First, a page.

Although the work is still ongoing, I would like to express my gratitude to all of you at the Ministry for Foreign Affairs, the staff of the Defence Forces and other authorities who are currently working around the clock to help people. We have acted swiftly and continuously adapted to new situations on the ground.

I am extremely proud of the work you are doing. Thank you to all of you.


It is a historic decision to apply for the first time the Act on the Making of Decisions Concerning the Provision of and Request for International Assistance, which entered into force in 2017. Preparations for the decision lasted only for a few days, which shows the level of crisis awareness and decision-making capacity of Finnish society.

It is also good to acknowledge that the Act was not created for this kind of situation exactly. Many Members of Parliament stated as much in the plenary session. Although we hope similar situations will not occur, it would be worth exploring whether the legislation should be updated for such situations.


In crises, the importance of the network of Finnish missions becomes evident. As far as the evacuations from Afghanistan are concerned, many missions have worked hectically to find connecting flights, for example. The number of crises has not decreased – the global pandemic, the devastating blast in Lebanon, the crisis in Myanmar, the situation in Afghanistan.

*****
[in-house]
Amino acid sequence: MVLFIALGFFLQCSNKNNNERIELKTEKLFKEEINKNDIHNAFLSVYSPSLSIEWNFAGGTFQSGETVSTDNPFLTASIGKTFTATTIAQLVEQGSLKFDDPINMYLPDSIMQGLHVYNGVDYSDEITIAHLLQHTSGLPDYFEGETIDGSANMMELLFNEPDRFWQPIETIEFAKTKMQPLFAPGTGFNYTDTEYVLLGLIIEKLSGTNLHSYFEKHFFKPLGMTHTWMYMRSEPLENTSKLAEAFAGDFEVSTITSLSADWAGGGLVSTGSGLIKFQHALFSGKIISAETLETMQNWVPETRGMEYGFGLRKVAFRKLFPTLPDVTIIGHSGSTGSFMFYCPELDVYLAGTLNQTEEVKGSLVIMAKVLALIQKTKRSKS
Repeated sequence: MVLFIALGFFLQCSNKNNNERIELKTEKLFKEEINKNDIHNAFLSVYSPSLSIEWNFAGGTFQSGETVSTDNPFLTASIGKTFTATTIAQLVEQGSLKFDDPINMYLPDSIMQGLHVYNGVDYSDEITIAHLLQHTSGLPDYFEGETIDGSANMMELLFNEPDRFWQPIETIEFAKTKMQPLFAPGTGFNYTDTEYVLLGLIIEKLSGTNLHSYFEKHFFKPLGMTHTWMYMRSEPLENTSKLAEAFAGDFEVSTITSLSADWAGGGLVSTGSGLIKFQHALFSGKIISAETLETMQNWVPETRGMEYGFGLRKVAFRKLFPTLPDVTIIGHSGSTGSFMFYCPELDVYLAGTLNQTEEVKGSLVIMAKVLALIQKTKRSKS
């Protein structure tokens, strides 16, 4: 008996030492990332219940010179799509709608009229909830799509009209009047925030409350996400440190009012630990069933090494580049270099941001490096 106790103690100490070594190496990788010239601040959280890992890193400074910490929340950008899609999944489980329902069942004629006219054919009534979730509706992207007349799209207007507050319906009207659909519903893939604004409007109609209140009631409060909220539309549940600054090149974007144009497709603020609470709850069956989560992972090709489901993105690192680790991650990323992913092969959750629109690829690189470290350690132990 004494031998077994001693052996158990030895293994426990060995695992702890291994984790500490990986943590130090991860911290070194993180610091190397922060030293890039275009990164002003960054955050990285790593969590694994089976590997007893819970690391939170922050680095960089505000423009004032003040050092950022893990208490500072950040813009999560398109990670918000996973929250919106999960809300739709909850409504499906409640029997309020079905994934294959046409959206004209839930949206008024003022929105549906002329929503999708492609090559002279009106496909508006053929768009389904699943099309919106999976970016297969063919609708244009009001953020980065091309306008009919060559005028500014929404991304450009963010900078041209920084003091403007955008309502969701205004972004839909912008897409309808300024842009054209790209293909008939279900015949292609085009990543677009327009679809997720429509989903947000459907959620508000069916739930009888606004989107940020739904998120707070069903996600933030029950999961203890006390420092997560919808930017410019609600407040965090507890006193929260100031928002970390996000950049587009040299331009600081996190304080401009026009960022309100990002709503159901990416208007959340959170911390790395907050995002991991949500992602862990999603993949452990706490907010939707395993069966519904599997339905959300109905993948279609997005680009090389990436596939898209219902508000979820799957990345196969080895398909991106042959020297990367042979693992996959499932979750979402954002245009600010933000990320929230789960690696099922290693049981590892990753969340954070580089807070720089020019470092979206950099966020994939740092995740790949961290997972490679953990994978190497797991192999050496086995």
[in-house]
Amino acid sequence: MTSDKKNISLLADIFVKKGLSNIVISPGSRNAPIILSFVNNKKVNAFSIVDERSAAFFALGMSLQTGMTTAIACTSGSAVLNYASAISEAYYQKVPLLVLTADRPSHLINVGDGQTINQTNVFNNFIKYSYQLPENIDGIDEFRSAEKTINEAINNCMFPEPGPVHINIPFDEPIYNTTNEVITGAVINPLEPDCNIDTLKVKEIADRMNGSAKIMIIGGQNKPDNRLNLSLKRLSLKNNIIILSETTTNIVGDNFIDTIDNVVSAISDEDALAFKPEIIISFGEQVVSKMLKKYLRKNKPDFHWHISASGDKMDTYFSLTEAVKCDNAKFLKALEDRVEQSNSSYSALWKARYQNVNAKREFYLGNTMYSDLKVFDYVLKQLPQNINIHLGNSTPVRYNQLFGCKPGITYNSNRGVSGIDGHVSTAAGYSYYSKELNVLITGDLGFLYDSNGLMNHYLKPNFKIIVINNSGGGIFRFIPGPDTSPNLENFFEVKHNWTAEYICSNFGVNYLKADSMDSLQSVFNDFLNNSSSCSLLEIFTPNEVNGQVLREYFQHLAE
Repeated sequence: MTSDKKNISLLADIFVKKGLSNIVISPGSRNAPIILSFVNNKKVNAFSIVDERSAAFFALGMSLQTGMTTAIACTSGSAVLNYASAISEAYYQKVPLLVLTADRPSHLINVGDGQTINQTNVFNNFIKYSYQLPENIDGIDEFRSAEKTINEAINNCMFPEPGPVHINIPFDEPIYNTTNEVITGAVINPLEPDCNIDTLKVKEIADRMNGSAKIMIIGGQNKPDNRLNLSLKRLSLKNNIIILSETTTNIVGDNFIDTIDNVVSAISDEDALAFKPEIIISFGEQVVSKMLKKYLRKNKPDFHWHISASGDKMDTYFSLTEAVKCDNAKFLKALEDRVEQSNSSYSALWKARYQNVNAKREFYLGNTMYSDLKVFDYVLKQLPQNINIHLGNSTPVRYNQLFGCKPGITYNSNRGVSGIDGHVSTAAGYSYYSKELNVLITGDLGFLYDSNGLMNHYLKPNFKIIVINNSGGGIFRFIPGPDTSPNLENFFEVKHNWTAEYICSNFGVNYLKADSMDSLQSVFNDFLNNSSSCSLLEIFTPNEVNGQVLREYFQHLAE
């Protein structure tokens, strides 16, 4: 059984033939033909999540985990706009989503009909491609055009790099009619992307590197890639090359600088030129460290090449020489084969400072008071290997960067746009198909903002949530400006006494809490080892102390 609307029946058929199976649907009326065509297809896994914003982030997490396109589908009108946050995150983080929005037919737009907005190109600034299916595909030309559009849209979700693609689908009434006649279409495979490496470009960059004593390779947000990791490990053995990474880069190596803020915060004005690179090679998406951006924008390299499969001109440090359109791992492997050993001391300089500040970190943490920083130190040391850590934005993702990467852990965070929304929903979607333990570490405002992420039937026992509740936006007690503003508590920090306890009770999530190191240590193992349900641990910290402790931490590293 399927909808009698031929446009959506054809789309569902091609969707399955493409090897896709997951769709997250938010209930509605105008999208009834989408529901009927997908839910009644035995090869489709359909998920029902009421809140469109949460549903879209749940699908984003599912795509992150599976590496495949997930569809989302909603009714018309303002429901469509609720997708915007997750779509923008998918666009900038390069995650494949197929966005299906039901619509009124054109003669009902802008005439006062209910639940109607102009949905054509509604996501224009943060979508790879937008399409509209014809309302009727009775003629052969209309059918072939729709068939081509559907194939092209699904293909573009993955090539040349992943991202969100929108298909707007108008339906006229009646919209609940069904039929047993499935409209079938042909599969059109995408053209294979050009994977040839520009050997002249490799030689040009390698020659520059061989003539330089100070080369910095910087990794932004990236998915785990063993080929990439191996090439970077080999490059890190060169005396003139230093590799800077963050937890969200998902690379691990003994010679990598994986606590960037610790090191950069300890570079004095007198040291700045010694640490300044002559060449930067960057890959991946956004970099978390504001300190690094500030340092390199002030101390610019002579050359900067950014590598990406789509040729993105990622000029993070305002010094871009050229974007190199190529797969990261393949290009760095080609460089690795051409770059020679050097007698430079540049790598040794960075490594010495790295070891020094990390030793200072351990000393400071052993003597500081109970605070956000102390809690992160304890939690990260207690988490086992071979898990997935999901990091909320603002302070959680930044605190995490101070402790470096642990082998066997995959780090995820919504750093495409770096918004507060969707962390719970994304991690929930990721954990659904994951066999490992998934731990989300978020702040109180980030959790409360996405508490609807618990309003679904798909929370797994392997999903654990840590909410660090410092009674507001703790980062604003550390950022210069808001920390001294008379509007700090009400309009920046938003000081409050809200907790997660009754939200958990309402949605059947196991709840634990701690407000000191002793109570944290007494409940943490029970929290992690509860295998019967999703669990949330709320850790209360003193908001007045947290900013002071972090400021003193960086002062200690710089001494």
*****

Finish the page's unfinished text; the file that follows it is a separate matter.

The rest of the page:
These situations remind us that it is important for the Ministry to have sufficient expertise for various crisis situations and places of hardship, and that such expertise is appreciated in career development.

Crises also show the importance of the Ministry’s operations and its sufficient resources. For our part, Minister Skinnari and I have tried to ensure that the level of resources will increase during this government term, as per the Government Programme.


Distinguished Ambassadors, Ladies and Gentlemen,

The media can usually handle only one crisis at a time. Right now Afghanistan is in the spotlight, but we should also help the victims of the earthquake in Haiti and consider ways of preventing radicalism in Capo Delgado in Northern Mozambique – just to give you a few examples.

I would like to mention one area whose development may affect Europe and us in many ways, namely the Horn of Africa. This year, I have again closely followed the developments in the Horn of Africa, especially in Eritrea and Ethiopia. I also made two trips to the area on a mandate by the EU High Representative. Active telephone diplomacy between the local operators, international colleagues and myself has continued until these days.


In recent weeks, Afghanistan has overshadowed the situation in Ethiopia. The war there is being fought on several fronts, the humanitarian crisis is very serious and the long-lasting growth in the country’s economy has come to an abrupt end. There is hardly any dialogue between the parties. However, we must do everything we can to encourage dialogue between them. The most serious threat is the expansion of the internal conflict to the whole country.